They must have been feeding on me because the bugs were filled with blood. I never found any bites though. This wasn’t a big surprise as I often don’t react at all to bug bites. I later learned that many people don’t react to bed bugs so this is common (some people get really itchy welts).
After a few minutes, I realized this was a dumb plan. I needed to notify someone at my lodging and get out of this room. There was no way I was going to get any sleep in this bed tonight.
What I *should* have done at this point was to trap some bugs in a glass. This way I could show them to the staff later. I didn’t really know what I was doing, though, and just walked out the door.
The Search for Bed Bugs
After locating a staff member, we returned to my room. She did not speak any English but the word chinches (Spanish for bed bugs) got her attention.
So we began looking through my bedding and pillows for together for bed bugs.
There weren’t any bugs on my pillow, which surprised me as there had been several when I left a few minutes ago. We stripped back the sheets and couldn’t find any.
This was rather embarrassing. I was sure there were bed bugs in my room. Where were they?
Later, I was to learn that bed bugs typically hide out of sight until a person is near – so this behavior was to be expected. But I didn’t know this at the time.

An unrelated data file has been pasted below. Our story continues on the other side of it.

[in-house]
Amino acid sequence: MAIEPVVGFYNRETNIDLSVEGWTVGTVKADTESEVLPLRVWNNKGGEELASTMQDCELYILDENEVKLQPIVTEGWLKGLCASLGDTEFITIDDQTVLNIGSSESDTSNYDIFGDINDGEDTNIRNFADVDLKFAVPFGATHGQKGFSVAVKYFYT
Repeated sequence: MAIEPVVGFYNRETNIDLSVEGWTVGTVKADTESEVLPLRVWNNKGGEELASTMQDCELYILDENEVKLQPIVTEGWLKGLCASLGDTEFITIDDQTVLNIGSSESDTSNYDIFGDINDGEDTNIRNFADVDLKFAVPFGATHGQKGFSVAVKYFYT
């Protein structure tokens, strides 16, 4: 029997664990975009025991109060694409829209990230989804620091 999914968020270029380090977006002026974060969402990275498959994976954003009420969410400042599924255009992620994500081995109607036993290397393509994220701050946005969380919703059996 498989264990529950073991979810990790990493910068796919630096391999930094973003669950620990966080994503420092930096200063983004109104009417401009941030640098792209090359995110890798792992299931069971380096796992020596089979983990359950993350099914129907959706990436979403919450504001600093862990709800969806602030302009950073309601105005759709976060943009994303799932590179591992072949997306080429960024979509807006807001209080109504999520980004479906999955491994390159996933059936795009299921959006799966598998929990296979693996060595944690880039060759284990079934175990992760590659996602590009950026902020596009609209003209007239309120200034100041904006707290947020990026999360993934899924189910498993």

So my host and I began having an awkward conversation about what to do next. We didn’t speak the same language so we communicated by typing into Google Translate onto our phones.
She suggested maybe the bugs had flown in from outside. I shook my head no. Was I sure they were bed bugs? I was insistent that they were. I showed her the picture on my phone, but it was blurry and not particularly helpful.
As we went back and forth like this for a few minutes, I started to doubt my memory. Was I imagining things?
Then she admitted something that confirmed my suspicions. She said that the room had previously been treated for bed bugs but they were sure it was fine now.
Ok I wasn’t crazy then. If there were bed bugs in the room before, they could still be there. Those blood-suckers are notoriously hard to kill.
A Long Night
When it became clear that I wasn’t going to sleep in the room, my host offered to switch me to a new room. I agreed and hastily gathered all of my belongings.
If I had discovered the issue earlier in the day, I would have preferred to go someplace else. Chances are that if bed bugs are living in one room, they may be in other rooms as well.